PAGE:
Most people will give you a taste or a sip of their Coke if you ask... unless they are drinking Mexican Coke. If that's what they're enjoying and you're thirsty, then you are most likely on your own.
Mexican Coke gets kitsch-value bonus for coming in vintage, thick glass bottles and for fusing the label permanently into the glass. You can’t screw off the metal cap, you need a bottle opener, which makes the drink a little more "serious" than your regular Coca Cola. Also, there are no nutrition facts which makes this drink 100% bad-ass.
The most remarkable thing about the phenomenon is how much more people are willing to pay for "Mexican Coke". A 12 pack of Coca Cola (canned, American, or even plastic-bottled, American) will cost you less than $10 most places. A pack of Mexican Coke will run you over $20 and sometimes $30 (depending on the availability and where you are in the U.S.).
Click here for the full story, research and a Coke spokesperson's denial/explanation of why Mexican Coke is unique.
Click here to buy an entire case of Mexican Coke to try it for yourself. It's actually 100% worth it.
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Sonic Burgers, Drinks and ShakesWHAT IS IT?
If you live on the West Coast, you most likely see the commercials on TV, and they look absolutely delicious. They seem to have the best shakes, the best slushies and the most inventive and succulent, savory, satisfying hamburgers in all of creation... but you’ve never actually seen a Sonic franchise anywhere (see commercial).
The company says they have 168,894 flavor combinations possible. Which might explain the reaction San Diego county had when a Sonic opened in their whereabouts. Previously, they drove all the way up to neighboring Orange County (about 2 hours away) to get their fix.
But to the rest of us on the West Coast, driving 50 miles to get a Cherry Limeade doesn’t seem appealing... a lot of other people feel VERY differently.
Aside from the insane flavor-possibilities of the drinks, the popularity of the chain stems partly from its carhop service, which features service on skates at some sites -- reminiscent of old drive-ins from the 1940s and '50s (kind of like in The Flintstones' Intro)
All of this overhead, as well as competition from a lot of regional chains, explains why you don’t see many Sonics in the West Coast, or near Coastal Cities in general, but hear about them often anyway: because there are crazy people who will journey HOURS to get a cool drink in a classic way.
The full story on West Coast California City San Diego getting a Sonic.
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The McRibWHAT IS IT?
A barbeque boneless pork sandwich served at McDonald's that is produced to be shaped like a rack of ribs that is heated up most-likey in a microwave, slathered in BBQ sauce, put on a long bun with pickles and onions. The McRib has been around since 1981, but only this last week has been available again (this time in ALL McDonald's stores for the first time ever).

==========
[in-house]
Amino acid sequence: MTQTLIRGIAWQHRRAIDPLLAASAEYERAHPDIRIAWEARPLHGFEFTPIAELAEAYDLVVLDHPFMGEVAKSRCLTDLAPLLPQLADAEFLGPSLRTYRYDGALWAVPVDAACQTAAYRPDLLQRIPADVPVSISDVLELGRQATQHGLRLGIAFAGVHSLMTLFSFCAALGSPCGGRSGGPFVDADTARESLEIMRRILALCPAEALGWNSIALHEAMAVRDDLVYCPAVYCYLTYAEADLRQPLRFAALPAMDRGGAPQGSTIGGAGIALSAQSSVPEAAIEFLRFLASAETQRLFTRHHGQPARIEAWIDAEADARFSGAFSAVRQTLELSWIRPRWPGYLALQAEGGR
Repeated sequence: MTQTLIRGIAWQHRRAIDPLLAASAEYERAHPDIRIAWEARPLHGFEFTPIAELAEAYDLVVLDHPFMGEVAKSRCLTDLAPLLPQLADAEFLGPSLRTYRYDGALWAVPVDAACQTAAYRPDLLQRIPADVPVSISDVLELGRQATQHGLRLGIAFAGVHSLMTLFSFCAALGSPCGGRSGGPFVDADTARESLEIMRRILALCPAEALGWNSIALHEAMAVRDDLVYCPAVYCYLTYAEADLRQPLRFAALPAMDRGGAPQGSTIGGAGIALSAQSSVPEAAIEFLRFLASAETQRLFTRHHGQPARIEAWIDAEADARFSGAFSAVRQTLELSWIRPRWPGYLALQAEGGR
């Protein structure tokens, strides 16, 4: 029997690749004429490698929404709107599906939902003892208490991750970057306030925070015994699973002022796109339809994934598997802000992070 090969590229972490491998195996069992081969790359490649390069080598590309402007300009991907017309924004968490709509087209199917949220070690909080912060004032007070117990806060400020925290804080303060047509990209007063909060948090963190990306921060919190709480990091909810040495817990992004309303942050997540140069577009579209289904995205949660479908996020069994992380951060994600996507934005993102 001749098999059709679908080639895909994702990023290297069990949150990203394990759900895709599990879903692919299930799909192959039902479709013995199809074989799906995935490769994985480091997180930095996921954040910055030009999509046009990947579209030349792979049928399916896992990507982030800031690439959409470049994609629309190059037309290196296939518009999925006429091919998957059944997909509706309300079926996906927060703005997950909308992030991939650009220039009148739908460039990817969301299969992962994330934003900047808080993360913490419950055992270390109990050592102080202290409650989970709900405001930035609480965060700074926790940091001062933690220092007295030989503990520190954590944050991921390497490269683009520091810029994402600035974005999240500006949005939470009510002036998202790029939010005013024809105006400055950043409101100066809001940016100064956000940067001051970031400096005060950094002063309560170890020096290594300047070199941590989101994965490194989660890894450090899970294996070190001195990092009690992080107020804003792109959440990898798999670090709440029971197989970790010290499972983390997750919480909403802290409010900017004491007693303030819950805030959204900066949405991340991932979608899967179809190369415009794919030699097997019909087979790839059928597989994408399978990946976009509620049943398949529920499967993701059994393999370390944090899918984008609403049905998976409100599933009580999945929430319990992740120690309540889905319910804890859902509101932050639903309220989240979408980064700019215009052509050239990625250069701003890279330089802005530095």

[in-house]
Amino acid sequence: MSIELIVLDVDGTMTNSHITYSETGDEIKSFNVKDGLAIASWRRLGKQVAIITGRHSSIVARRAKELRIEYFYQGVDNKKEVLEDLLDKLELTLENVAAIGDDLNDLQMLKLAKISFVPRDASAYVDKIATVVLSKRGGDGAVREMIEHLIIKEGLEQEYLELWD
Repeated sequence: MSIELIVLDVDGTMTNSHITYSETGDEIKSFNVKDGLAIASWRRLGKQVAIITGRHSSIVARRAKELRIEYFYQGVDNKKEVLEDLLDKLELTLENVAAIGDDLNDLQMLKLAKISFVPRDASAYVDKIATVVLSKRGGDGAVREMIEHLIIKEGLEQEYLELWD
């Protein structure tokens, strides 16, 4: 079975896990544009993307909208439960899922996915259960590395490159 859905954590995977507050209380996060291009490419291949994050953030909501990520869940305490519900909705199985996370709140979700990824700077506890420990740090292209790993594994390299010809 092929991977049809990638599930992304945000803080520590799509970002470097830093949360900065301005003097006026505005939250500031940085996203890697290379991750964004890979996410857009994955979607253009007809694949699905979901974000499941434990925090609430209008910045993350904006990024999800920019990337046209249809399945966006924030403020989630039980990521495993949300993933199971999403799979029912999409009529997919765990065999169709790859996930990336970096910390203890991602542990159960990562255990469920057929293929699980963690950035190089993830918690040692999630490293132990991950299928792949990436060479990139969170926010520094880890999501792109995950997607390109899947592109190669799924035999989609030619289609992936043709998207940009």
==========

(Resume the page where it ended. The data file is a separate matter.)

The elusive McRib has been hard to come by in recent years and the 6-week tease-stint we're all used to by now always feels like going on an amazing date only to be dropped off with a one-armed hug.
So rare has this for-some-reason beloved sandwich become that an entire website has been devoted to its location:
One man even drove 10 hours (as seen in the Young Turks episode embedded here, devoted exclusively to the McRib) just to get a McRib (using the locator, of course). He bought a whole bunch of them and then brought them back to his California home (after driving to Oregon for a McRib).
Accused by Stephen Colbert (in this video) as a ploy by Democrats to lessen conservative votes, 2010's Election Day nation-wide resurrection of the McRib has reminded the country of its pop culture significance.
Most Americans long all year to hear those beautiful, unique and meaningful three words: McRib is Back.
Parodied by the Simpsons in an almost nightmarish sequence where Homer can't stop eating McRib style sandwiches and actually becomes addicted (here's the Spanish version, which adds a little bit of a WTF nature), the McRib has penetrated pop culture to the point of being a phenomenon on television.
Part of America's consciousness is that we love the McRib... even if we don't. Famous for being a tasty rib sandwich - without the ribs, no one knows what the McRib is made of and more importantly, no one cares. But all that mysteriousness is all part of its general appeal and what's made it hold on in the popular consciousness for years. This sandwich is so entrancing so that once its gone in December, the country might possibly go into chaos and people will have to go back to CIA-levels of McRib surveillance to find the sandwich.